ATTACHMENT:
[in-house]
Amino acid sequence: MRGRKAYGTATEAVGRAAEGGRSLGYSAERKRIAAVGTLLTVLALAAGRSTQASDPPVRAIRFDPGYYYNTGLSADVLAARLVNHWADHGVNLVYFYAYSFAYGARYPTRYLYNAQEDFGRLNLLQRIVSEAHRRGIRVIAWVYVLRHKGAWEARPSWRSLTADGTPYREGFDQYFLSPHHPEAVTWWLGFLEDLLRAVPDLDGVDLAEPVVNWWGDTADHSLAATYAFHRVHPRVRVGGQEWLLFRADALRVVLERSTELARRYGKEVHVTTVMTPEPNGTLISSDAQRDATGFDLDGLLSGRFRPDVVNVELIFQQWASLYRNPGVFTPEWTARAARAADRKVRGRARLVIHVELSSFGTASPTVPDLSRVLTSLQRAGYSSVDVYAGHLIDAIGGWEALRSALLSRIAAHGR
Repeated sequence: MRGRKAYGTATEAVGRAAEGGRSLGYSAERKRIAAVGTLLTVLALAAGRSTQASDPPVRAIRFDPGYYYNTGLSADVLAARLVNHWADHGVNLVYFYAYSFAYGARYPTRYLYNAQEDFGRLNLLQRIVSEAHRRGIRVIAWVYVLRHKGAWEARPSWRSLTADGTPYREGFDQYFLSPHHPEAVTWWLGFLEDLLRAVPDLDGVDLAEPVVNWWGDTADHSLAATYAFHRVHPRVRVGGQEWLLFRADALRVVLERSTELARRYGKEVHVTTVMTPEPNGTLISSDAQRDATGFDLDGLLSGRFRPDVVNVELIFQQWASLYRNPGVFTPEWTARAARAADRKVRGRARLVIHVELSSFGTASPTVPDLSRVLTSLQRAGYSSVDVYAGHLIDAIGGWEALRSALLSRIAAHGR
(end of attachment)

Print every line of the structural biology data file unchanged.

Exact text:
[in-house]
Amino acid sequence: MRGRKAYGTATEAVGRAAEGGRSLGYSAERKRIAAVGTLLTVLALAAGRSTQASDPPVRAIRFDPGYYYNTGLSADVLAARLVNHWADHGVNLVYFYAYSFAYGARYPTRYLYNAQEDFGRLNLLQRIVSEAHRRGIRVIAWVYVLRHKGAWEARPSWRSLTADGTPYREGFDQYFLSPHHPEAVTWWLGFLEDLLRAVPDLDGVDLAEPVVNWWGDTADHSLAATYAFHRVHPRVRVGGQEWLLFRADALRVVLERSTELARRYGKEVHVTTVMTPEPNGTLISSDAQRDATGFDLDGLLSGRFRPDVVNVELIFQQWASLYRNPGVFTPEWTARAARAADRKVRGRARLVIHVELSSFGTASPTVPDLSRVLTSLQRAGYSSVDVYAGHLIDAIGGWEALRSALLSRIAAHGR
Repeated sequence: MRGRKAYGTATEAVGRAAEGGRSLGYSAERKRIAAVGTLLTVLALAAGRSTQASDPPVRAIRFDPGYYYNTGLSADVLAARLVNHWADHGVNLVYFYAYSFAYGARYPTRYLYNAQEDFGRLNLLQRIVSEAHRRGIRVIAWVYVLRHKGAWEARPSWRSLTADGTPYREGFDQYFLSPHHPEAVTWWLGFLEDLLRAVPDLDGVDLAEPVVNWWGDTADHSLAATYAFHRVHPRVRVGGQEWLLFRADALRVVLERSTELARRYGKEVHVTTVMTPEPNGTLISSDAQRDATGFDLDGLLSGRFRPDVVNVELIFQQWASLYRNPGVFTPEWTARAARAADRKVRGRARLVIHVELSSFGTASPTVPDLSRVLTSLQRAGYSSVDVYAGHLIDAIGGWEALRSALLSRIAAHGR